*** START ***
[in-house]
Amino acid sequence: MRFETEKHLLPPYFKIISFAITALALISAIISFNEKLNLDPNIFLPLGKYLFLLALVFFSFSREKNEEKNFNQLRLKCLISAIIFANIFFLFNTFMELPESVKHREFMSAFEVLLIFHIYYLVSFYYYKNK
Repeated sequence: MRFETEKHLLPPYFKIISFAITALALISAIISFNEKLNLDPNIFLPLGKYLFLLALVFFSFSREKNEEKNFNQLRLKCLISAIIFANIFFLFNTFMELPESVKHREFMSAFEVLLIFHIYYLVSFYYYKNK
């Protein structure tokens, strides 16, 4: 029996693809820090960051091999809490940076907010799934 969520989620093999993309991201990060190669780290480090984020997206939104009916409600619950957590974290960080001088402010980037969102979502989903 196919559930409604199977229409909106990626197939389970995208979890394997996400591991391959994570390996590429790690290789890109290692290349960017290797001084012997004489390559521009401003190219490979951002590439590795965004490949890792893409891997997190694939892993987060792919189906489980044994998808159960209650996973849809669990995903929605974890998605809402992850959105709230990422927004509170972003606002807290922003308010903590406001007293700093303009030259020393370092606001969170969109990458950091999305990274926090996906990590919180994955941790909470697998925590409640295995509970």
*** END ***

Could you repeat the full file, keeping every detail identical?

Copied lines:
[in-house]
Amino acid sequence: MRFETEKHLLPPYFKIISFAITALALISAIISFNEKLNLDPNIFLPLGKYLFLLALVFFSFSREKNEEKNFNQLRLKCLISAIIFANIFFLFNTFMELPESVKHREFMSAFEVLLIFHIYYLVSFYYYKNK
Repeated sequence: MRFETEKHLLPPYFKIISFAITALALISAIISFNEKLNLDPNIFLPLGKYLFLLALVFFSFSREKNEEKNFNQLRLKCLISAIIFANIFFLFNTFMELPESVKHREFMSAFEVLLIFHIYYLVSFYYYKNK
């Protein structure tokens, strides 16, 4: 029996693809820090960051091999809490940076907010799934 969520989620093999993309991201990060190669780290480090984020997206939104009916409600619950957590974290960080001088402010980037969102979502989903 196919559930409604199977229409909106990626197939389970995208979890394997996400591991391959994570390996590429790690290789890109290692290349960017290797001084012997004489390559521009401003190219490979951002590439590795965004490949890792893409891997997190694939892993987060792919189906489980044994998808159960209650996973849809669990995903929605974890998605809402992850959105709230990422927004509170972003606002807290922003308010903590406001007293700093303009030259020393370092606001969170969109990458950091999305990274926090996906990590919180994955941790909470697998925590409640295995509970």